WHICH is it, my feminist sisters? We cannot have it both ways AND maintain our credibility.

Jul. 01 2011 02:01 PM

Fuva = rape is real and its victims deserve justice. But the overall oppression on women is through economic injustice. It's constant and effects almost every single woman in the world, individually.

Jul. 01 2011 01:38 PM
Fuva from Harlemworld

So, wait, sex rape is not real? In our analysis, let's not lose the nuance...By the standards of the short-sighted, who use these so called "revelations" to dismiss the credibility of the alleged victim, many many raped women would see no justice -- especially socioeconomically vulnerable women. It's scary....

Jul. 01 2011 01:22 PM

Eva - I like the point about the "real rape is economic". Women, rise up and claim power!

Jul. 01 2011 12:53 PM
Fuva from Harlemworld

eva, you got it wrong...but I'm at work... but we'll meet again. happy holiday.

Jul. 01 2011 12:43 PM
Fuva from Harlemworld

Yes, eva. And I'm not suggesting she was raped simply because she said she was. I'm saying that, under the circumstances, it really must go to trial. The "revelations" haven't been clearly spelled out. But if they are relevant, then BOTH parties have credibility issues that must be brought to light and thoroughly vetted.

Jul. 01 2011 12:43 PM

"...and the thing is, eva, your intricate conspiracy theories could be true (though I doubt it) AND he still raped her...If Spitzer was also "entrapped" by big money conspirators, he was completely complicit in it by committing the crime (correct?)..."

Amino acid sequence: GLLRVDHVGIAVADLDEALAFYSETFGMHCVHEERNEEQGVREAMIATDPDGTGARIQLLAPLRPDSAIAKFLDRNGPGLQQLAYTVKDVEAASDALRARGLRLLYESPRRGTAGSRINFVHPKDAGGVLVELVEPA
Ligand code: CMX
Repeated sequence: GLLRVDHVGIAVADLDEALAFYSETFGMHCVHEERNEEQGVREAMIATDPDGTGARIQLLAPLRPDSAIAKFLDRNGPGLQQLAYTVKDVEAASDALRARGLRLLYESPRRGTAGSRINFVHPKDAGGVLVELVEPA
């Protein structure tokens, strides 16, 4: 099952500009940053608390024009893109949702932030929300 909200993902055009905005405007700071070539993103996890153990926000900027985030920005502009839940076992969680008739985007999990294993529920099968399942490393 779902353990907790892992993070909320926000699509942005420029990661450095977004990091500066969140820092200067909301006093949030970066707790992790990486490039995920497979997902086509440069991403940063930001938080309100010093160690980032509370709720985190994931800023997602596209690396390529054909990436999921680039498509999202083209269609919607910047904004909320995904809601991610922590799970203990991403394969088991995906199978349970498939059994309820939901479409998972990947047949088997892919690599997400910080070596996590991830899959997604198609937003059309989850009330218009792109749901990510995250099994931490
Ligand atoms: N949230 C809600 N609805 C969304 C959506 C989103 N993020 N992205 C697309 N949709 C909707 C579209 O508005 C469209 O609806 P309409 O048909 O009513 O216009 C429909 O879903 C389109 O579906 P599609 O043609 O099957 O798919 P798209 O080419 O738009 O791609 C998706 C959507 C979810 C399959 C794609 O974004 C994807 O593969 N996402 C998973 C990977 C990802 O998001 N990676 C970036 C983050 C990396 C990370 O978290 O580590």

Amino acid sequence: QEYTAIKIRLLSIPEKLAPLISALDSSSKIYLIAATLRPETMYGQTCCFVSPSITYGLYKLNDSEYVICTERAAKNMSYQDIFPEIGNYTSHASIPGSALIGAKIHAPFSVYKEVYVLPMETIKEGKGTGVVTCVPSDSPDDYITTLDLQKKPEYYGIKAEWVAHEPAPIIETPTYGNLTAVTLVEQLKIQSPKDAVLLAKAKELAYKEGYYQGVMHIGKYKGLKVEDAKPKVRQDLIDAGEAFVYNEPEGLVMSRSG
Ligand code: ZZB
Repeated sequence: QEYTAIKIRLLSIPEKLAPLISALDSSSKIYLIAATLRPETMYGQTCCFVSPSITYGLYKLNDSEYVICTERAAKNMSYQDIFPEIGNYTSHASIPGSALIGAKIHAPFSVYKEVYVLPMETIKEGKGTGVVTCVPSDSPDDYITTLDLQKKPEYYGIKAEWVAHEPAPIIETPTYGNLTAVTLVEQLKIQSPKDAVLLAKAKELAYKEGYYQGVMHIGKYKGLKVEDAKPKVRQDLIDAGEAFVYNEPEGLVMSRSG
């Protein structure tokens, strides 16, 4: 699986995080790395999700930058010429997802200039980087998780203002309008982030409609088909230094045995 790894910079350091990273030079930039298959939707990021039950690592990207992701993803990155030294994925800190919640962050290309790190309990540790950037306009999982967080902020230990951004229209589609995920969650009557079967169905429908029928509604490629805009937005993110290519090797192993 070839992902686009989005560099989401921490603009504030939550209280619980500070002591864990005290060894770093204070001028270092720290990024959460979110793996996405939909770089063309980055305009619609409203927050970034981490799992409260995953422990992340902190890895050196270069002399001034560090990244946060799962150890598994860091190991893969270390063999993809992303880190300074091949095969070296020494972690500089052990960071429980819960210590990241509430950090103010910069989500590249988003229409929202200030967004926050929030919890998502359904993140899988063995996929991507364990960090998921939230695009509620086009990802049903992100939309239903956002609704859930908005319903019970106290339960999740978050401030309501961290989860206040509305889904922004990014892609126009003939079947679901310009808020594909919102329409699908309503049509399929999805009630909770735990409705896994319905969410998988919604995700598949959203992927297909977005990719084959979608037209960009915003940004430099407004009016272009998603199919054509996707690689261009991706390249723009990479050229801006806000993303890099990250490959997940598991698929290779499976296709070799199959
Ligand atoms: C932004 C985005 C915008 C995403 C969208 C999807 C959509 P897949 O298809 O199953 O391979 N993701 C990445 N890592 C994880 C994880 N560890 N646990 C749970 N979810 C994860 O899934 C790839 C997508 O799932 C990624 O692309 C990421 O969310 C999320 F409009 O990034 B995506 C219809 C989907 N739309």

I don't think I laid out any "intricate conspiracy" theory - I merely asked wholly legitimate questions about the timing and the manner in which this was handled.
Further, there are entirely valid questions about how the Bush justice department pursued the Spitzer case.
I think we could argue in circles, Fuva, but the pattern from our posts seems obvious: you're outraged by sex scandals, and I'm not.
I think feminists have jacked themselves on this issue - the real rape isn't sexual, but economic. And it is the larger economic picture that this feminist (myself) finds scandalous.
Neither you, nor John, nor hjs have addressed the issue of DSK's post being taken over by someone more amenable to US demands.

The he-said-she-said of an alleged rape (forced ORAL sex? Not so sure about that one....) is really not the story here.

Jul. 01 2011 12:38 PM

Elizabeth -thanks.
"That she MAY have fallen to the myriad pressures poverty produces and cleaned money for a marijuana dealer, for an extra dollar, doesn't mean she wasn't raped."

You're right, it doesn't. But neither does it mean she was raped simply because she claimed she was raped.
Further, while I'm sympathetic to the notion that she may have been in financial need, I don't think money laundering is justified in any way, particularly because she had a stable (and I believe Union-protected) job with benefits. My neighbor in NY was a maid in midtown and raised three kids alone on those wages and benefits - no side-money-from-crime was needed. It's an insult to maids to insinuate they're so poor that they need to launder cash for criminals.

Jul. 01 2011 12:27 PM

per any dictionary
womanizer -
A man who philanders: Casanova, Don Juan, lady's man, philanderer.

no eva it's not a crime. and i never said it was

Jul. 01 2011 12:22 PM

Considering the "rush to judgement" by Cyrus Vance, I wonder how so much information got out to the media so fast. Who leaked, NYPD or the DA's office? Why so much leaking?